Camera-shy people can create beautiful portraits,
5 easy ways to ensure your experience feels relaxed
Just the thought of having your photo taken can be a reason to grimace. The click of the shutter is enough to make you blink and stand rigid. But these days, professional photographers work hard to ensure your portrait session on the Isle of Wight is comfortable. And for some, even fun.
How to relax on your shoot – the easy way
It’s the weekend. You have to get ready for Sunday brunch or to take your children to soccer club in Appley Park. You arrive in a mad dash and decide a latte is all the breakfast you need.
The kids ask for a celebratory group photo or your friend decides to make your steaming latte the snap she needs for instagram. You grimace, jaw locked in a tight smile, all the while muttering, “I don’t photograph well”.
My approach to photographing people is a little bit different, if you’re the type of person that hates having your photograph taken, then I hope this article puts your mind at ease.
Talk about yourself
Most people are eager to share photos that bring out their true nature and natural features. Allowing the photographer to share your story is the quickest way to do this.
To feel relaxed in front of the camera, you need to talk about yourself – share your hopes and visions for the session. Try these:
“I don’t feel comfortable about my profile, can you photograph me from different angles?”
“I like the way my hair hangs to one side, can we get a shot of it looking good?”
“My friends say my eyes are my best feature, can we show the colour of my eyes?”
Chatting with the photographer ahead of time will give you a great idea of how they work and what will happen during your photo shoot. This will help you feel relaxed and you’ll know what to expect. Most photographers will also send you their welcome pack bursting with goodies (ask for your copy now). A good photographer will listen to your questions and seek to allay your fears ahead of time. Try these?
“How do you work?”
“How long will the session last?”
“Everyone has lovely smiles in their photos, how do you interact with people?”
Get involved in your photo session by showing an interest. To create that “long lost friend you never knew” energy – be brave and let go of your fears.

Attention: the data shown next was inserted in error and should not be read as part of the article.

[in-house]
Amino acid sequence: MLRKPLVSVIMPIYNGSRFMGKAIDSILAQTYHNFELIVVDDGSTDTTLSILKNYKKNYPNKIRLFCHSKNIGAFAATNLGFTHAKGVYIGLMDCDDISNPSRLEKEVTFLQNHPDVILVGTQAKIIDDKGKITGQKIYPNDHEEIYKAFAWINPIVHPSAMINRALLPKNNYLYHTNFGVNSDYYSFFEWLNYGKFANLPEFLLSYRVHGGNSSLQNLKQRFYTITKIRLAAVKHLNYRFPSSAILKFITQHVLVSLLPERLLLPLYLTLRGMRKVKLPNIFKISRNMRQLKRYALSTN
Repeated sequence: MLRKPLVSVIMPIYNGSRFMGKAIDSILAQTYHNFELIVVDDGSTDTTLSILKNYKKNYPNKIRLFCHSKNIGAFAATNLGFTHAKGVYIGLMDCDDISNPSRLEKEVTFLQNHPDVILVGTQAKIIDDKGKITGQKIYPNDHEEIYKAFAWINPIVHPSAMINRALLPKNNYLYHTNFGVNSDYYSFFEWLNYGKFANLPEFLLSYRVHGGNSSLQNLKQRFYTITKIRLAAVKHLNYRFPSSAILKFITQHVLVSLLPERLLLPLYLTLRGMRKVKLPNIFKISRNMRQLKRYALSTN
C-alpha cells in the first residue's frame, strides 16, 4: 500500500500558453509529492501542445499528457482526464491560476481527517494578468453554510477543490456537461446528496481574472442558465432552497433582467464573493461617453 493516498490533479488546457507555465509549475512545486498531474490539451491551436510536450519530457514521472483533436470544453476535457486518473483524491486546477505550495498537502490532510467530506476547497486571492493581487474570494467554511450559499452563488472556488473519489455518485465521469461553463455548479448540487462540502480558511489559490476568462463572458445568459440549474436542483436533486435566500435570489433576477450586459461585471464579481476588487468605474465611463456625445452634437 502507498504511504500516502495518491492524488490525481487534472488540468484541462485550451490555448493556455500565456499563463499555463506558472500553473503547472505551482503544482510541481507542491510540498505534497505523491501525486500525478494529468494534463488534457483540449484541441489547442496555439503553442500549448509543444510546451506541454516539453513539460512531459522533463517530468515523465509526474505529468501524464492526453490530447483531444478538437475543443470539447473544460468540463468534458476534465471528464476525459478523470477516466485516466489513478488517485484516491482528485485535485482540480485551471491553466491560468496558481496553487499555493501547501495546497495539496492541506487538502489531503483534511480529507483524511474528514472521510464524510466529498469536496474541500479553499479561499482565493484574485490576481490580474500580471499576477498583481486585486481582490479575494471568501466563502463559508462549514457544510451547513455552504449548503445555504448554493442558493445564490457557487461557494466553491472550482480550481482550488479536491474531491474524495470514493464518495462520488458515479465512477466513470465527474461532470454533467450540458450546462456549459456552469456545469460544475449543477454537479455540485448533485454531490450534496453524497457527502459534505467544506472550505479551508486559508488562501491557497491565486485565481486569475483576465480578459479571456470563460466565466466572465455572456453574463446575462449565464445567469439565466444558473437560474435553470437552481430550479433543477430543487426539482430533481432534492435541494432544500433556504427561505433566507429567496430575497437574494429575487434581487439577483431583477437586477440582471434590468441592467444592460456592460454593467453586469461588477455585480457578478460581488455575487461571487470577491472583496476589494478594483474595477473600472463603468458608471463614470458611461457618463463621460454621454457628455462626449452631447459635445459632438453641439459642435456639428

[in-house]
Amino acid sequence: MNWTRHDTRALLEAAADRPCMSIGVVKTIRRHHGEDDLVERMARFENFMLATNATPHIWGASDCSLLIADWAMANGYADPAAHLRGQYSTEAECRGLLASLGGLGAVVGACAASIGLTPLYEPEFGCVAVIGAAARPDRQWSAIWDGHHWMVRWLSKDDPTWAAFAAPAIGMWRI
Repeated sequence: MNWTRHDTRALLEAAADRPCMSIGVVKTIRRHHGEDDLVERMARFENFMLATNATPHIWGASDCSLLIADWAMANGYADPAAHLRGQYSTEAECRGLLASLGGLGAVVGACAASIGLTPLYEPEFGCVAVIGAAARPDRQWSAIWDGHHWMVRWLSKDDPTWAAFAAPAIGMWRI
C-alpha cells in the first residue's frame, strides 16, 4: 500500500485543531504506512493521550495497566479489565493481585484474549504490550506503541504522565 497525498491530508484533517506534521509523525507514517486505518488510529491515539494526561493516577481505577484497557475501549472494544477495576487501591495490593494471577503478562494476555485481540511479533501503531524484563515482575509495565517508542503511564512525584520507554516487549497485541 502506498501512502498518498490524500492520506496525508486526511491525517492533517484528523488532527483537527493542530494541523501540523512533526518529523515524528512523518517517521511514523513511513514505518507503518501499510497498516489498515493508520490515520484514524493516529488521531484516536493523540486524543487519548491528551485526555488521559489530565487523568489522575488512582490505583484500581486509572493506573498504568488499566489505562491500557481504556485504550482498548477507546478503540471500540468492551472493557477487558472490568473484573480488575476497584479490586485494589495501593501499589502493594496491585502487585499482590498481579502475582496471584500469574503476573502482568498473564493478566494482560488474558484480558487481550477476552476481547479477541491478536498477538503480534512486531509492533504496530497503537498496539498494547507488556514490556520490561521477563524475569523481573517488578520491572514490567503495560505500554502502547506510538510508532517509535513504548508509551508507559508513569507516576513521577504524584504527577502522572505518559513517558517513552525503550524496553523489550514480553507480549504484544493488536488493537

Lean forwards and maintain eye contact with the photographer, camera or lens – after the first round ask to view your photographs. This sets the mood for the type of portrait you are trying to create.
After the first hour you’ll want to feel reassured that you’ve captured a range of images – some where you are happy, bubbly and outgoing, whilst others will show your reflective or serious side.
Not knowing what to expect will create insecurity. Ask for clear and precise directions from your photographer.
Expect them to show or model each direction so you feel comfortable in reflecting a similar gesture. This is not the same as artificially posing in a cliche or formula.
Most people like to be told how to hold themselves in front of the camera, especially when they are in a new situation. Clear instructions avoid the risk of embarrassment.
Before you wrap things up, ask for some feedback on the images. Remember this is your session. Feel confident to ask for some changes if you’re about something.
Finding the balance between classic portraits, candid lifestyle images and traditional poses isn’t always easy. Your photographer will be happy to work with you to create pictures that suit your personality and reflect your outlook on life.
So there you go: interact with the photographer, ask questions, show an interest and copy the photographer’s directions will give you relaxed portraits, the easy way.
For more advice on natural portrait sessions or to book a natural portrait by a London photographer, get in touch and I’ll be happy to help.